This is a re-run, but unfortunately more true now than when I first wrote it. Sigh….

MP900049885I thought Easter was approaching.

The annual plethora of bunnies, colored eggs, chicks and chocolate are everywhere. So it’s Easter, right?

Not according to my mirror. My mirror is reflecting an animal of a different sort, and it’s not a cute bunny or chick. It’s a bird, but one associated with a different holiday all together.

The Thanksgiving turkey has made an appearance directly under my chin. Not the whole turkey, just his wattle. That’s right, wattle.

Notes, a wattle is “a fleshy lobe or appendage hanging down from the throat or chin of certain birds, as the domestic chicken or turkey.” Now there’s an image.

To clarify, it’s not that I have anything against Thanksgiving turkeys. In fact, Thanksgiving, being all about eating, is far and away my favorite holiday. But it comes with certain built in buffers, for example, the fact that it’s in November, placed conveniently at a time when I can cover up any additional appendages, including my annually acquired winter time spare tire, with lots and lots of extra clothes. Have I mentioned that scarves are my favorite accessory?

Yet, despite their undeniable deliciousness, turkeys are really ugly birds. If anyone gave bird makeovers, turkeys would be first on the list for a major redo.

So having any part of a turkey as a part of me is rather offensive. Perhaps I wouldn’t be so put out if, now adding insult to injury, my personal wattle wasn’t from a ninety year old turkey. I might be more gracious in accepting the oddly placed Easter gift were the turkey it came from young and spry—the top of the turkey line, if you will. But the turkey who decided to rest under my chin has clearly seen better and far younger days.

While we’re on the subject of wildlife, how come I’ve a turkey under my chin while a sea lion has lay claim to my lower half? My understanding has always been that there are very specific lines of demarcation between species. Cross-pollination is only supposed to happen with plants. And if I’ve got to resemble an animal, how about a cougar? Wait, scratch that.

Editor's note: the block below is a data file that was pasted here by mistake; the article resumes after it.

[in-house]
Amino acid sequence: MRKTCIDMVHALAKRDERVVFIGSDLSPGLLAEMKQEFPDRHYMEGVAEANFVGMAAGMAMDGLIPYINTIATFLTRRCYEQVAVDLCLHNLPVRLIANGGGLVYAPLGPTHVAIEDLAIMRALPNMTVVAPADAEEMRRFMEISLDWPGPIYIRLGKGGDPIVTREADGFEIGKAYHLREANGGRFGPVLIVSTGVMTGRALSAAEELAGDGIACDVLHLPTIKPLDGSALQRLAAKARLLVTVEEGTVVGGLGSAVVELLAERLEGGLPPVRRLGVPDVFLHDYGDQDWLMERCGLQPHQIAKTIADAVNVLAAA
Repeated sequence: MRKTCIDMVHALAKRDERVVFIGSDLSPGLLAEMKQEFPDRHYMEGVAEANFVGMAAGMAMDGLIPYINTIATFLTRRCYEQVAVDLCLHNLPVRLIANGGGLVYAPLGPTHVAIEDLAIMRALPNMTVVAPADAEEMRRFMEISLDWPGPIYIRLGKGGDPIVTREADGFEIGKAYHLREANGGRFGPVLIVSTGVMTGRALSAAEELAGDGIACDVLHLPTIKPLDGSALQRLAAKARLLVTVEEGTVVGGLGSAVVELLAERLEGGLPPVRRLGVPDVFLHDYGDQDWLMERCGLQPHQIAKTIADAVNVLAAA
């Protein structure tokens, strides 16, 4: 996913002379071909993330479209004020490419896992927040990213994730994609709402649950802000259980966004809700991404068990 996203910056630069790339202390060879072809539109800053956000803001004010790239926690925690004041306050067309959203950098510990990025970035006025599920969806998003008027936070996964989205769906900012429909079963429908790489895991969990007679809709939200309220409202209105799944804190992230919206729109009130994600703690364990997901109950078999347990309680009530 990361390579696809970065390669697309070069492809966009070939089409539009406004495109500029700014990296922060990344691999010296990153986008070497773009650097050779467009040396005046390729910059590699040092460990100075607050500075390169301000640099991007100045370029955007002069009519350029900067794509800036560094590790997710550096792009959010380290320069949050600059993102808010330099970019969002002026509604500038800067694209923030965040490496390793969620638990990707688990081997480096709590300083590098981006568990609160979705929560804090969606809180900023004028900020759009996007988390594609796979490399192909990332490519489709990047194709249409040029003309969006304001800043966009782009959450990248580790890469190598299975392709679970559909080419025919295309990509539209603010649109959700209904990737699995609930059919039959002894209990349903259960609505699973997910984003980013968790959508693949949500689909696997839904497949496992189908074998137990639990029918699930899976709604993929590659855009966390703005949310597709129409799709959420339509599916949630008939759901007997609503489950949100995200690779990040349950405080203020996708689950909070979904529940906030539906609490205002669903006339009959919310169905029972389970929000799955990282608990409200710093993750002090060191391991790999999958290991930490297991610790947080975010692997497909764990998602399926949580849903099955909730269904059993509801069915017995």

Anyway, the image of Tom Turkey staring back from my mirror has left me facing the no longer deniable truth that I am firmly a member of the “aging skin” set. That would be the euphemism created by the marketing gurus intent on selling we women all manner of creams, oils and cure-alls for the inevitable march of time and its effects on our publicly visible parts. (The publicly invisible parts are also an issue, but better left undiscussed. Ever. They are also better left invisible. Always.)

I don’t like the term. If you want to split hairs, everyone’s skin is aging, from the moment of birth. Why are those of us with bird parts around our necks singled out? Couldn’t they come up with something a bit gentler for our already bruised egos? Maybe “goddess skin,” which could imply old—Venus has at least a couple thousand years under her belt, right?—without hitting us over the head. Really guys (they have to be guys; no woman would come up with “aging skin”) if you want us to buy your lotions and potions, a spoonful of sugar would really help the medicine go down.

I know it’s all about maintaining the delusion, but I’m okay with that. If I thought about my age in any real context, I’d pull the shades and buy a bunch of cats. When I was young, I thought people my age were dead, so whatever it takes to keep me reasonably functional and looking more human than turkey is just fine.

I think I’ll go and buy some pre-Easter candy and indulge, in honor of my Thanksgiving turkey. Then, I’m going to check the Farmer’s Almanac in hopes that we’re in for a cool summer. Just the weather for a scarf.